New Revelations Undermine Key DOJ Claims About Hunter Biden’s ‘Sweetheart’ Deal

Katelynn Richardson on August 21, 2023

New reports on the Department of Justice’s (DOJ) drafting of Hunter Biden’s “sweetheart” plea deal undermine the Department’s claims that a promise of immunity should not have been a factor in Hunter Biden’s decision to plead guilty.

In an August 15 filing attempting to blame Hunter Biden’s legal team for the plea deal falling through, Special Counsel David Weiss argued that he did not “renege” on a “previously agreed-upon” plea agreement that, along with language in a pretrial diversion agreement for the felony gun charge, would have granted Hunter broad immunity from prosecutions related to, among other things, his foreign business dealings. However, according to communications reported by Politico, the DOJ knew that broad immunity from future prosecutions, the text of which made its way into the pretrial diversion agreement, was “critical” to Hunter’s lawyers agreeing to the plea deal.

Weiss referenced paragraph 13 of the plea agreement in his filing, which stated that the agreement “supersedes all prior promises, representations, and statements of the parties” and that “any and all promises, representations, and statements made prior to or after this Memorandum are null and void and have no effect whatsoever.”

However, the DOJ was informed by Hunter Biden’s lawyer, Chris Clark, during negotiations that such immunity was “critical” for Hunter’s lawyers to agree to the deal, according to Politico.

Clark initially sent Lesley Wolf, a senior prosecutor in the Delaware U.S. Attorney’s Office who he had “developed a rapport” with, proposed language stating that the DOJ would not prosecute Hunter Biden for anything investigated by Weiss and “any other federal crimes relating to matters investigated by the United States,” according to The New York Times. This first draft was sent May 18, Politico reported, shortly before the airing of IRS whistleblower Gary Shapley’s account of how the DOJ slow-walked the Hunter Biden investigation.

The original deal — which Wolf backed — did not include a guilty plea.

After the interview aired, the DOJ and Hunter’s legal team began hammering out a deal in which Hunter Biden would plead guilty to tax charges.

On June 2, Clark emailed Wolf that protection from prosecution was vital to that deal, and suggested language stating the U.S. would not prosecute for “any federal crimes arising from the conduct generally described” in the plea deal and diversion agreement, according to Politico.

Politico reports that Wolf sent the final language on June 7.

“The United States agrees not to criminally prosecute Biden, outside of the terms of this Agreement, for any federal crimes encompassed by the attached Statement of Facts (Attachment A) and the Statement of Facts attached as Exhibit 1 to the Memorandum of Plea Agreement filed this same day. This Agreement does not provide any protection against prosecution for any future conduct by Biden or by any of his affiliated businesses,” it stated.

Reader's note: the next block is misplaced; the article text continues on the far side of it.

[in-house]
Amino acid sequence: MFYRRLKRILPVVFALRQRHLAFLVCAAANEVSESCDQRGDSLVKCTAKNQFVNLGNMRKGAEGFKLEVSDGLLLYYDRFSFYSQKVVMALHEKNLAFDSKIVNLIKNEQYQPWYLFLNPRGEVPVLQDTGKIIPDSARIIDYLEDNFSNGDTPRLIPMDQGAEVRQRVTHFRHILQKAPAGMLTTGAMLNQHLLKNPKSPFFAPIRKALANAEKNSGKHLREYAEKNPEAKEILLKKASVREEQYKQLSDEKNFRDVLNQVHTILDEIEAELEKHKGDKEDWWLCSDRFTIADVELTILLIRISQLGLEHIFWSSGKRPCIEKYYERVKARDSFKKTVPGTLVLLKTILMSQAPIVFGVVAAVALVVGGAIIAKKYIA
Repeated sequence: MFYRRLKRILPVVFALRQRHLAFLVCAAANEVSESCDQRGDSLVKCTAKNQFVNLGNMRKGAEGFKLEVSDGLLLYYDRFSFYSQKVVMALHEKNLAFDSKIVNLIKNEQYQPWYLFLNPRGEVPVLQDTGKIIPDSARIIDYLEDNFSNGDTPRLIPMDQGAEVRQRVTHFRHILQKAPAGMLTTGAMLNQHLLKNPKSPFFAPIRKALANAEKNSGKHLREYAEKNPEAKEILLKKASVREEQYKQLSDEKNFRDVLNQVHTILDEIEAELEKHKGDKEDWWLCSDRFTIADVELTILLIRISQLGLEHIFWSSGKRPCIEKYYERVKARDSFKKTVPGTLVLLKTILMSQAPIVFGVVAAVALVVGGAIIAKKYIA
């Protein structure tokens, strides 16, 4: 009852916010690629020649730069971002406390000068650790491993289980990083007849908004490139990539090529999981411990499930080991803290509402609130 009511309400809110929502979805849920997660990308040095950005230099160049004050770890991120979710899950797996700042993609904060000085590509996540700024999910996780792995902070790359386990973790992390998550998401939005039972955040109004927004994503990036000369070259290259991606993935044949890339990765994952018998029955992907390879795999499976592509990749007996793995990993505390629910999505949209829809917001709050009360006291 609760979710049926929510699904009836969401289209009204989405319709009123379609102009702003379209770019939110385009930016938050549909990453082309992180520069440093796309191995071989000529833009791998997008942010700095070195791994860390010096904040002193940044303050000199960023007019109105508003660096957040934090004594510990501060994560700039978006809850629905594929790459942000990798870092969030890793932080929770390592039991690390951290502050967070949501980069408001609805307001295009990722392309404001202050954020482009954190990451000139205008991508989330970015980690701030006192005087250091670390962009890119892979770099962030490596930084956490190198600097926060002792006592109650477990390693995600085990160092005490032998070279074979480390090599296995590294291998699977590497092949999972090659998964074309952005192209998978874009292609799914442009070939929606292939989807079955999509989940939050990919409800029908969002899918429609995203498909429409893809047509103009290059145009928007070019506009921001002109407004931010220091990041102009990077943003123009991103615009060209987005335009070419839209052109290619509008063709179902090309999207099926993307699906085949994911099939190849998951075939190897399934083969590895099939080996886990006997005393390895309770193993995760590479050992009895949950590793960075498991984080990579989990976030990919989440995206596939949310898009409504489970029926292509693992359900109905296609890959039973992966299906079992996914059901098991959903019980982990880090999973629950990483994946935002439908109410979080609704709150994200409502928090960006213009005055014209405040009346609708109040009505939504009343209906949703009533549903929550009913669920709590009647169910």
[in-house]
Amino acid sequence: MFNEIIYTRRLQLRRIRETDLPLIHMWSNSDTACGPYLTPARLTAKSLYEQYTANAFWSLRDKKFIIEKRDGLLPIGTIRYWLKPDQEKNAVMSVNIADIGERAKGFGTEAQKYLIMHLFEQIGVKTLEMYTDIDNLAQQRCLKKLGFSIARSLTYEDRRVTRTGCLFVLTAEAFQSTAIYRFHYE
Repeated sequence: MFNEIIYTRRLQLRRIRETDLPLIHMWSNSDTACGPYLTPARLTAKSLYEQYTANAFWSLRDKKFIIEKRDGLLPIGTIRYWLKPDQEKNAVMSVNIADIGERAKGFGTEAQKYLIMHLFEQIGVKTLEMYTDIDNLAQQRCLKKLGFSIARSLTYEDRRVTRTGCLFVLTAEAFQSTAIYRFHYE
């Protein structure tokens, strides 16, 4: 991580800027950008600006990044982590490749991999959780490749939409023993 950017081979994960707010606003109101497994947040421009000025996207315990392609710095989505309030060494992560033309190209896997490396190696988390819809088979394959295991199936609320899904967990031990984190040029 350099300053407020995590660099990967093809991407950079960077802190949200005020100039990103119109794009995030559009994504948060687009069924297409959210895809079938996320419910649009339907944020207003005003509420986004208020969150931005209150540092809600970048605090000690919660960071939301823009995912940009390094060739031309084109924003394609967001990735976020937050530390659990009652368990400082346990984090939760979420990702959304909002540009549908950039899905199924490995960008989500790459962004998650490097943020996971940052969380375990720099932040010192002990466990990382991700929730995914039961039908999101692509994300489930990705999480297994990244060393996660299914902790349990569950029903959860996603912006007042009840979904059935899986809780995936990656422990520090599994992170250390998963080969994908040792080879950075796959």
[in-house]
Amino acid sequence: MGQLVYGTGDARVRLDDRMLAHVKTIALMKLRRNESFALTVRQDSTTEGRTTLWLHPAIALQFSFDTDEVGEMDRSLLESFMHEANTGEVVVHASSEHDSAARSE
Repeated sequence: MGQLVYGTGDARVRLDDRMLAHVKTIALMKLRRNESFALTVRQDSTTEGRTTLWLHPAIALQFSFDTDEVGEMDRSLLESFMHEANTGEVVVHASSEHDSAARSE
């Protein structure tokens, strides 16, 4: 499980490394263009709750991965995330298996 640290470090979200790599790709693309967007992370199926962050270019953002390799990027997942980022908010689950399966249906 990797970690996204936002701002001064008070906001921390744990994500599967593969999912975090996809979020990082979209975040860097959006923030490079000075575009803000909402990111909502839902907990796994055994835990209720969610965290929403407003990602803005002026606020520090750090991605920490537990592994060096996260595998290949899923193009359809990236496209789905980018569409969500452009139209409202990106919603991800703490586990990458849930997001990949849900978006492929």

This language was included in the pretrial diversion agreement.

The statement of facts detailed payments Hunter Biden received from business dealings in China, Ukraine and Romania.

During the July 26 hearing, DOJ prosecutor Leo Wise affirmed to District Judge Maryellen Noreik that an investigation was ongoing and that charges under the Foreign Agents Registration Act (FARA) remained a possibility. Clark disagreed.

Hunter Biden’s lawyers said in their August 13 filing that their understanding of the scope of immunity was “corroborated by prosecutors’ contemporaneous written and oral communications during the plea negotiations.”

The new reports also cast further doubt on Weiss and Attorney General Merrick Garland’s denial of whistleblower testimony stating Weiss did not have full authority in the case and that Biden was receiving preferential treatment.

Clark repeatedly sent emails seeking meetings with high-level DOJ officials between the fall 2022 and spring 2023, according to Politico. Hunter Biden’s lawyers also told the DOJ bringing charges could be seen as caving to public pressure and could destroy trust in the DOJ, the outlet reported.

“Now, it appears that if it weren’t for the courageous actions of these whistleblowers, who had nothing to gain and everything to lose, Hunter Biden would never have been charged at all thanks to the sweetheart treatment of federal prosecutors in Delaware,” lawyers for IRS whistleblower Gary Shapley said in a statement responding to the new reports.

Wolf, who whistleblowers accused of blocking inquiries into Hunter Biden, including a proposal to search a guesthouse on Joe Biden’s Delaware property where his son had stayed, took a reduced role in the case after the plea deal was announced in June, according to the NYT. Clark moved to withdraw as Hunter Biden’s attorney August 15, as he could be a necessary “witness” to the “negotiation and drafting of the plea agreement and diversion agreement.”

The DOJ declined to comment.

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